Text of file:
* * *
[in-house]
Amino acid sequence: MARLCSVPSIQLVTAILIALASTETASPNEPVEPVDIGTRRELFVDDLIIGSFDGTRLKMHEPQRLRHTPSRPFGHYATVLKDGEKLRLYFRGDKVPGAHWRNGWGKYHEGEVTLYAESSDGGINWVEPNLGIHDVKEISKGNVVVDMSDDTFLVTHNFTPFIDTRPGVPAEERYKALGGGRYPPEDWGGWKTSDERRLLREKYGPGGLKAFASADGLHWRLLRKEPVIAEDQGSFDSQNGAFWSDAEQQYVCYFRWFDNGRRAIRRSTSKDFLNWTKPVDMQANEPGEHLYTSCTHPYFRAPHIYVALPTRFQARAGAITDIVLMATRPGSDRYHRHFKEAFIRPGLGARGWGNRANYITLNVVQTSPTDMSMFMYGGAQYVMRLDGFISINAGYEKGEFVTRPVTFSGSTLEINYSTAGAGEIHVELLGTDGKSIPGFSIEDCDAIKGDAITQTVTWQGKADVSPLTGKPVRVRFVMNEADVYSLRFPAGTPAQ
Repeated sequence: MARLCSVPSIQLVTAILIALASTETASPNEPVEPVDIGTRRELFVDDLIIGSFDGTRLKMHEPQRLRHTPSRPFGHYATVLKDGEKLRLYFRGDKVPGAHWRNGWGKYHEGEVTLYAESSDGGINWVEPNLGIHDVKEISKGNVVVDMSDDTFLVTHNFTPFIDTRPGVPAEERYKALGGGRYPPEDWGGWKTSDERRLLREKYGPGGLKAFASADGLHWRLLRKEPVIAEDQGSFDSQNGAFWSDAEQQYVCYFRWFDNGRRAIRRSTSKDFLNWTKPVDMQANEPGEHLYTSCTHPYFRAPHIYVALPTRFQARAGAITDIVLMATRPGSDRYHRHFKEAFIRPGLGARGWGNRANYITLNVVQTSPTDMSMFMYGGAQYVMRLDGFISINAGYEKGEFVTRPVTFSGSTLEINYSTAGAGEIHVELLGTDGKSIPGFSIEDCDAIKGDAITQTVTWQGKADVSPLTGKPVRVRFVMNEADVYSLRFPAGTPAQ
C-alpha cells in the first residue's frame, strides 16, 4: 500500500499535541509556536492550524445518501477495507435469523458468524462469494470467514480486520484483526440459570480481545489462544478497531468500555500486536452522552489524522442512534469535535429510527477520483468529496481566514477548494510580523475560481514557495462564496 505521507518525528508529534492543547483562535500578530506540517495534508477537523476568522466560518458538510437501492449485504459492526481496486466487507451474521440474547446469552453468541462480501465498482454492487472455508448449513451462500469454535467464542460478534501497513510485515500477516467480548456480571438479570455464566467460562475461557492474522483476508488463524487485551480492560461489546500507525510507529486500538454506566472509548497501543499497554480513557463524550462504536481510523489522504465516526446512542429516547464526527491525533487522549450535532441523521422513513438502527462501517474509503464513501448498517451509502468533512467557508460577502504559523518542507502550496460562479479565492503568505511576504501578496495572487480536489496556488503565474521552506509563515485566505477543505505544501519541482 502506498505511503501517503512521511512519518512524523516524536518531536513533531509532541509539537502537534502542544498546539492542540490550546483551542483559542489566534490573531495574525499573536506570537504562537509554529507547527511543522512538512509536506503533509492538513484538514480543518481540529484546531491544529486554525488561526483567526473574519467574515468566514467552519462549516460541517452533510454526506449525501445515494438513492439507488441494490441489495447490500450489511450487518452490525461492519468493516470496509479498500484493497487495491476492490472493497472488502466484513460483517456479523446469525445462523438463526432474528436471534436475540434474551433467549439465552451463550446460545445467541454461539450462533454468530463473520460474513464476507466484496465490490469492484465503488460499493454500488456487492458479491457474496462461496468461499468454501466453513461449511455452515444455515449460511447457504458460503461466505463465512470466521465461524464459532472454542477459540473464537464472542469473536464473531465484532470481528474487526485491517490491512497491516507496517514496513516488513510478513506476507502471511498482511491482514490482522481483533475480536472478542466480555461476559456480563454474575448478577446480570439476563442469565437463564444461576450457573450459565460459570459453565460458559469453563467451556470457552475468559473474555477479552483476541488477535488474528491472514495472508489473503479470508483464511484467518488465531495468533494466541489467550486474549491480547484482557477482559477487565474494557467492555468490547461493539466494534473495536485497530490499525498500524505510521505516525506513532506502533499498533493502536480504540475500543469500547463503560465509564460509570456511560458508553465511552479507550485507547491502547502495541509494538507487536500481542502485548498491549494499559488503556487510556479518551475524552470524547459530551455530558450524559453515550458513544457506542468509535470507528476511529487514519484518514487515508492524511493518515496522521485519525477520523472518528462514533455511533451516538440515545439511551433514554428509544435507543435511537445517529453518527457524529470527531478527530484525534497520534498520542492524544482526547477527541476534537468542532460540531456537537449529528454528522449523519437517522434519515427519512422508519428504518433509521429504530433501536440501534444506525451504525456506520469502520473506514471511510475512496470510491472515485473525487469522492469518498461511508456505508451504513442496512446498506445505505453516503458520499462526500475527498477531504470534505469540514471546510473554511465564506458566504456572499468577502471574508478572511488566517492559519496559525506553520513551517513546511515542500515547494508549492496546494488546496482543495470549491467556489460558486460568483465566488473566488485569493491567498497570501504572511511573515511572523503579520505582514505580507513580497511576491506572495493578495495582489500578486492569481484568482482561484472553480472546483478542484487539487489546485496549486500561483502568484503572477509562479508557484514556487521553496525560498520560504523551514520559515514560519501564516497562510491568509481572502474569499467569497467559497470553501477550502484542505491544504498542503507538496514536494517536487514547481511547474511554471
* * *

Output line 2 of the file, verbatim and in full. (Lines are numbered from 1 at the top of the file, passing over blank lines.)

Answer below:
Amino acid sequence: MARLCSVPSIQLVTAILIALASTETASPNEPVEPVDIGTRRELFVDDLIIGSFDGTRLKMHEPQRLRHTPSRPFGHYATVLKDGEKLRLYFRGDKVPGAHWRNGWGKYHEGEVTLYAESSDGGINWVEPNLGIHDVKEISKGNVVVDMSDDTFLVTHNFTPFIDTRPGVPAEERYKALGGGRYPPEDWGGWKTSDERRLLREKYGPGGLKAFASADGLHWRLLRKEPVIAEDQGSFDSQNGAFWSDAEQQYVCYFRWFDNGRRAIRRSTSKDFLNWTKPVDMQANEPGEHLYTSCTHPYFRAPHIYVALPTRFQARAGAITDIVLMATRPGSDRYHRHFKEAFIRPGLGARGWGNRANYITLNVVQTSPTDMSMFMYGGAQYVMRLDGFISINAGYEKGEFVTRPVTFSGSTLEINYSTAGAGEIHVELLGTDGKSIPGFSIEDCDAIKGDAITQTVTWQGKADVSPLTGKPVRVRFVMNEADVYSLRFPAGTPAQ